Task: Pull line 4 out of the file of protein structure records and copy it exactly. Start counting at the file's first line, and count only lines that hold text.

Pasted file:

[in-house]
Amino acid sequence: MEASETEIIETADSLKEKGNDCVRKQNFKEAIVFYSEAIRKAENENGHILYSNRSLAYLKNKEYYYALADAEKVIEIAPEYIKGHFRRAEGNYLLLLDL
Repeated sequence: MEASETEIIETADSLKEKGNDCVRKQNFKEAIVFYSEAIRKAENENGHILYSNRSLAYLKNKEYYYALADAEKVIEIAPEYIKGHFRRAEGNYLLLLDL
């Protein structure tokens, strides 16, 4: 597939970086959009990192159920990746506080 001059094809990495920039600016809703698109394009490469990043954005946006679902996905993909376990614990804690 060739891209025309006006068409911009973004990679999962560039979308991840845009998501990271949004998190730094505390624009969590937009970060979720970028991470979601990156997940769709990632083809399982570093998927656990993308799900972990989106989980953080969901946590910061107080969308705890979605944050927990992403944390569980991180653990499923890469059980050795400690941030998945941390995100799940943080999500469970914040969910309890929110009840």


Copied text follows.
């Protein structure tokens, strides 16, 4: 597939970086959009990192159920990746506080 001059094809990495920039600016809703698109394009490469990043954005946006679902996905993909376990614990804690 060739891209025309006006068409911009973004990679999962560039979308991840845009998501990271949004998190730094505390624009969590937009970060979720970028991470979601990156997940769709990632083809399982570093998927656990993308799900972990989106989980953080969901946590910061107080969308705890979605944050927990992403944390569980991180653990499923890469059980050795400690941030998945941390995100799940943080999500469970914040969910309890929110009840």